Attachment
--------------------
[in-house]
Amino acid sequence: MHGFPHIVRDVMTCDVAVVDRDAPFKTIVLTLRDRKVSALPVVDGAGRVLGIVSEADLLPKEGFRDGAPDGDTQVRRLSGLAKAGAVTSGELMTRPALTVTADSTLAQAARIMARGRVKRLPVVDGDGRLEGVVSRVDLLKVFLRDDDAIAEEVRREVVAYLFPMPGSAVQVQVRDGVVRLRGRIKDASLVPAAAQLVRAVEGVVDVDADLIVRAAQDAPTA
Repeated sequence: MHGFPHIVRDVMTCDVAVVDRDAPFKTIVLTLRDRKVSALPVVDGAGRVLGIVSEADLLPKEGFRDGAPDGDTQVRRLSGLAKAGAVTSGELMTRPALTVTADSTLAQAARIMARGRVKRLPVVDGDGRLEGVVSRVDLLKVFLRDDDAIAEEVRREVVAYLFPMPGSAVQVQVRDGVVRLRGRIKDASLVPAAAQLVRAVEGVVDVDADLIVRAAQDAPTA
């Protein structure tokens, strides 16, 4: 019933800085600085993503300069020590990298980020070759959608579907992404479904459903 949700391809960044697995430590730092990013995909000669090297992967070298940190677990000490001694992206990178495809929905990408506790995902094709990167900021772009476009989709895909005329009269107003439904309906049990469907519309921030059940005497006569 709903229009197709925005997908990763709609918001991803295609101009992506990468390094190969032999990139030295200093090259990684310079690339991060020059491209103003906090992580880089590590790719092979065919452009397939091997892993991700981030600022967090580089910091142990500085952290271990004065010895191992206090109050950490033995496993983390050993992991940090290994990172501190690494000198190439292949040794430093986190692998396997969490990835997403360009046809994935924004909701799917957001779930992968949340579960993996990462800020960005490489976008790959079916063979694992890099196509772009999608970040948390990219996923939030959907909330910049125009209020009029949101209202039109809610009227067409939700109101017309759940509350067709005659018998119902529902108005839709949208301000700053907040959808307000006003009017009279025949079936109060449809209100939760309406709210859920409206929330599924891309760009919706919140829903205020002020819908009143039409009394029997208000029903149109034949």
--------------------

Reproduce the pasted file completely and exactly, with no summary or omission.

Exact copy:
[in-house]
Amino acid sequence: MHGFPHIVRDVMTCDVAVVDRDAPFKTIVLTLRDRKVSALPVVDGAGRVLGIVSEADLLPKEGFRDGAPDGDTQVRRLSGLAKAGAVTSGELMTRPALTVTADSTLAQAARIMARGRVKRLPVVDGDGRLEGVVSRVDLLKVFLRDDDAIAEEVRREVVAYLFPMPGSAVQVQVRDGVVRLRGRIKDASLVPAAAQLVRAVEGVVDVDADLIVRAAQDAPTA
Repeated sequence: MHGFPHIVRDVMTCDVAVVDRDAPFKTIVLTLRDRKVSALPVVDGAGRVLGIVSEADLLPKEGFRDGAPDGDTQVRRLSGLAKAGAVTSGELMTRPALTVTADSTLAQAARIMARGRVKRLPVVDGDGRLEGVVSRVDLLKVFLRDDDAIAEEVRREVVAYLFPMPGSAVQVQVRDGVVRLRGRIKDASLVPAAAQLVRAVEGVVDVDADLIVRAAQDAPTA
């Protein structure tokens, strides 16, 4: 019933800085600085993503300069020590990298980020070759959608579907992404479904459903 949700391809960044697995430590730092990013995909000669090297992967070298940190677990000490001694992206990178495809929905990408506790995902094709990167900021772009476009989709895909005329009269107003439904309906049990469907519309921030059940005497006569 709903229009197709925005997908990763709609918001991803295609101009992506990468390094190969032999990139030295200093090259990684310079690339991060020059491209103003906090992580880089590590790719092979065919452009397939091997892993991700981030600022967090580089910091142990500085952290271990004065010895191992206090109050950490033995496993983390050993992991940090290994990172501190690494000198190439292949040794430093986190692998396997969490990835997403360009046809994935924004909701799917957001779930992968949340579960993996990462800020960005490489976008790959079916063979694992890099196509772009999608970040948390990219996923939030959907909330910049125009209020009029949101209202039109809610009227067409939700109101017309759940509350067709005659018998119902529902108005839709949208301000700053907040959808307000006003009017009279025949079936109060449809209100939760309406709210859920409206929330599924891309760009919706919140829903205020002020819908009143039409009394029997208000029903149109034949």